work environment. First, the conduct that Robinson alleges does not rise to the level of
severity necessary to state a hostile work environment claim. The human resources
meetings that Robinson cites were not particularly frequent: three meetings occurred
between October 2011 and January 2013. Although Robinson asserts that these
meetings were designed to intimidate her, she has not alleged that the human
resources employee with whom she met was threatening, demeaning, or otherwise
created a hostile work environment. In addition, while Robinson asserts that a manager
embarrassed her in front of customers by implying that she was lying, that her
complaints about this were ignored, and that one of the three meetings was an effort to
coerce her into apologizing to the manager, this was an “isolated incident” as opposed
to “continuous and concerted” harassment.3
Robinson has alleged that the conduct at issue interfered with her work
performance: she states that, as a result of these events, she became “very depressed”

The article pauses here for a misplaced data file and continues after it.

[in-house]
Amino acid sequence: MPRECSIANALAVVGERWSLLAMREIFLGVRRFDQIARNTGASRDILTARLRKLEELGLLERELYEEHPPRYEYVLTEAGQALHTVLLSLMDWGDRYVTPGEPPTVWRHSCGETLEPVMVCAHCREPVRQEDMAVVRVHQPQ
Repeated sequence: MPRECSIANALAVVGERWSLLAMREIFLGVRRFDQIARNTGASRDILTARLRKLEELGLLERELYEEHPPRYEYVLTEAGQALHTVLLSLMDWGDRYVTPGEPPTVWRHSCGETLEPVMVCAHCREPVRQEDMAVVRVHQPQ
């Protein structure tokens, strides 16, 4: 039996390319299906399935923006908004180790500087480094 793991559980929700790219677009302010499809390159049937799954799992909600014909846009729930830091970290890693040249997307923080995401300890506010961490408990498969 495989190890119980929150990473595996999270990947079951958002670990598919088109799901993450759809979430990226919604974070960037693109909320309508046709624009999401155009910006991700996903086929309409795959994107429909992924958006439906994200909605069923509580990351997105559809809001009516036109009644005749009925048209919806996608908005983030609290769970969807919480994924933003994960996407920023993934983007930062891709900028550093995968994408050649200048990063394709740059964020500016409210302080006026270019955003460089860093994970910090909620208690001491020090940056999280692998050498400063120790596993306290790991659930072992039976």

and “was placed on work-related medical leave for depression and anxiety.” Am.
Compl. at 2; see also Plaintiff’s Response (Doc. No. 57) at 1. However, the hostile work
environment standard is an objective one: “the objective severity of harassment should
be judged from the perspective of a reasonable person in the plaintiff’s position.”
Oncale, 523 U.S. at 81. While Robinson may have been so affected that it interfered
In her Response to DMV’s Motion to Dismiss, Robinson alleges additional facts, including that
DMV “conducted an unannounced administrative investigation about [her] without [her] knowledge” and
that human resources and management targeted her. Plaintiff’s Response (Doc. No. 57) at 1. However,
even if Robinson had made these allegations in her Amended Complaint, they would not alter the court’s
conclusion that Robinson has not alleged sufficiently severe or discriminatory conduct.